BookWatch: Use these powerful tools to strike the right money tone with your kids


You picked up your own feelings about money from the adults around you when you were a kid. Now, your children are taking their financial cues from you: watching your body language as you pay the bills, gauging your reaction when they ask for that shiny new toy, soaking up the words you use to describe what and how you’re earning and spending. 

Throughout the COVID-19 pandemic, though, the daily work-and-money messages you would normally send the kids have likely gotten scrambled, or obscured. If you get groceries delivered to your front step, your 5-year old may not fully understand that you have to pay for them. If you changed roles or hours, your teenager may have picked up on the fluctuating-income stress floating around the house. And in our pandemic-protocol, near-cashless economy, your toddler may not have ever seen you hand over a bill and count the change.  

As we enter the “new normal,” here are powerful tools for taking charge again, for proactively setting the tone with your kids around money, and for shaping their feelings, habits and approaches toward it both now and in the future.   

Start with the end-state in mind. Imagine your kids as adults, or even as working parents themselves. How do you want them to think about and relate to money at that point in their lives?

Get specific: pick five to seven adjectives that describe the relationship you want them to have with their dollars and cents. If you know for certain that you want your daughter to feel comfortable, frugal, on-it and in-charge about money when she’s all grown up, it will be easier to strike the right note with and around her today.

Make it tangible. Direct debit, credit card tap-and-pay, home delivery, Venmo: they’re all powerful, time-and-hassle saving tools, and throughout a year of isolation and lockdown, were invaluable. What none of those tools do, however, is allow your child to see or feel – to really understand – what things cost, what’s being spent, or how to take care of their cash.

So give them some real-world, real-time practice. Next time you’re at the supermarket, for example, ask your child to read out the price of every item that goes into the basket, or encourage your third-grader to count up the jar of change you’ve accumulated on your nightstand (perhaps for a 10% commission). In other words, create opportunities for them to touch, feel, see and understand money in a kid-appropriate way.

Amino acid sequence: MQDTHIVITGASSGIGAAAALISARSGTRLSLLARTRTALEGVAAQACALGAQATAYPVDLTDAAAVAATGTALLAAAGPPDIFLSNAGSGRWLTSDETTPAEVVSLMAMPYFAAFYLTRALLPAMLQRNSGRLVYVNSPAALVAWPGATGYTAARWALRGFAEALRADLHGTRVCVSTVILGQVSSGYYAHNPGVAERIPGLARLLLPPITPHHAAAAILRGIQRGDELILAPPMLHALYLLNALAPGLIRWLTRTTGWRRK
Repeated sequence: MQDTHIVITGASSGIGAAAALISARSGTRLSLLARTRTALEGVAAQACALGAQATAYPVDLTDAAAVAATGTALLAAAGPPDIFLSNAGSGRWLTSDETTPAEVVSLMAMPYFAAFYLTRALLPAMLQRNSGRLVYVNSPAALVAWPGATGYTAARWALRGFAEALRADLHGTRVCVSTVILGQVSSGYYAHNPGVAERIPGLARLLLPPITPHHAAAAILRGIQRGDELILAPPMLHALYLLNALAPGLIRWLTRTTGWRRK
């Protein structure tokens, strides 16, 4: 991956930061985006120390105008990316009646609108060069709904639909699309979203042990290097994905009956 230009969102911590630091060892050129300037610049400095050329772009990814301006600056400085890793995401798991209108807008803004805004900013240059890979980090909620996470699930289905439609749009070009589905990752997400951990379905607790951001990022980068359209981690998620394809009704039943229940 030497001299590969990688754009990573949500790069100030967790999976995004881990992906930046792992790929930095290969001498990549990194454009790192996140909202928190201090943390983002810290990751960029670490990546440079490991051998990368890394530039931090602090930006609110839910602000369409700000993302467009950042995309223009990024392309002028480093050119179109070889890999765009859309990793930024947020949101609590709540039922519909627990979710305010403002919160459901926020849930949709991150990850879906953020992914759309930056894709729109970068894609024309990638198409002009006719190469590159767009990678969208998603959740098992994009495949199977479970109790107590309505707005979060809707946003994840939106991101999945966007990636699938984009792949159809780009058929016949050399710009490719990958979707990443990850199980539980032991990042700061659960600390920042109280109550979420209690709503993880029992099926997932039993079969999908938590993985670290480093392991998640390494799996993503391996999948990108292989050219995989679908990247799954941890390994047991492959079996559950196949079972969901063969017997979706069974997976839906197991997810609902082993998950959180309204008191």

Get visual. Instead of slumping over your computer as you pay those bills, sit up tall. Let your son see how you keep your wallet: tidy, and with bills grouped by denomination. Create the impression, and not just the voice-over narration, that you’re in charge of and own your money, and not the other way around.  

Describe your “why.” Your child saw you glued to a Zoom screen for hours throughout lockdown – and it brought on arguments or tantrums. Why can’t we play? Why are you always looking at your phone?

Good questions, and ones you can answer best and most effectively by explaining your money whys. A calm “I’m in meetings today because it’s part of my job, which I do to earn money to take care of you and Mommy and baby Oliver” beats snapping “because I have to!” or apologizing.   

Paint a complete picture. Your child wants that new toy…or their own iPad….or car. And either that item simply isn’t in the budget, or you don’t want it to be. Instead of a simple “no” answer, however, think about offering a more complete, 360-degree rationale. Answers like “we can pay for soccer camp or for new toys, but not both”, or “because Dad and I are saving for college, we can’t make other big purchases” reinforces the idea of money choices and trade-offs – in other words, responsible budgeting.

Harvard Business Review Press

Watch your language – and keep it positive. Sure, your son’s math tutor is expensive – but if you believe education is essential to his future, why say so? Refer to the tutoring time as an “investment” or “priority” instead, and you’ve killed two birds with one stone: conveyed that yes, it costs real money – but that in your family, education comes first. And instead of announcing “I have to go to work”, consider saying “I get to go to work.” This simple change sends your child a subtle but important message that work, and earning, is something you want to do.

Foster money-savviness, but let your kids be kids. Maybe some of your most lucrative accounts dried up during the pandemic or you’re looking for a new gig. Either way, that’s not something your 10-year-old can help you with. So make it clear that the situation, and any attendant money strain, is on you. For example, say something like “mom’s job is to look for a new role. Your job is to study for the algebra test Thursday, and to keep your room tidy. Let’s go over those practice problems again…”

This my job/your job approach acknowledges money realities, but keeps your child on-task and feeling safe – which, as a good parent, matters deeply to you.

Daisy Dowling is the author of “Workparent: The Complete Guide to Succeeding on the Job, Staying True to Yourself, and Raising Happy Kids” as well as an executive coach to working mothers and fathers and advisor to organizations that employ them. 

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